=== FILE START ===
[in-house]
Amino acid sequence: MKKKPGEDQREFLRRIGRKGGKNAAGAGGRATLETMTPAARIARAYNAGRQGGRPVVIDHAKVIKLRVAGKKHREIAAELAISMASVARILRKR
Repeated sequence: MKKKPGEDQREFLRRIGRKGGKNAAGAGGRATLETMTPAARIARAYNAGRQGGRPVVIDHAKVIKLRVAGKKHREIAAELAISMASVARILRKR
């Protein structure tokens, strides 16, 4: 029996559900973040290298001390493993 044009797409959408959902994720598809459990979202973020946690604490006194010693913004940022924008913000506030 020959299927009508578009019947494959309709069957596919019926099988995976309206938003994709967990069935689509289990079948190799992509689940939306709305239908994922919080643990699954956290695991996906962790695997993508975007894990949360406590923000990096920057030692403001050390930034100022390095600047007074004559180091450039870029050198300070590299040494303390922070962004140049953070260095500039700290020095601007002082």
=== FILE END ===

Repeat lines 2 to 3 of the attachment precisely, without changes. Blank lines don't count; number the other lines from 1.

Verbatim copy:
Amino acid sequence: MKKKPGEDQREFLRRIGRKGGKNAAGAGGRATLETMTPAARIARAYNAGRQGGRPVVIDHAKVIKLRVAGKKHREIAAELAISMASVARILRKR
Repeated sequence: MKKKPGEDQREFLRRIGRKGGKNAAGAGGRATLETMTPAARIARAYNAGRQGGRPVVIDHAKVIKLRVAGKKHREIAAELAISMASVARILRKR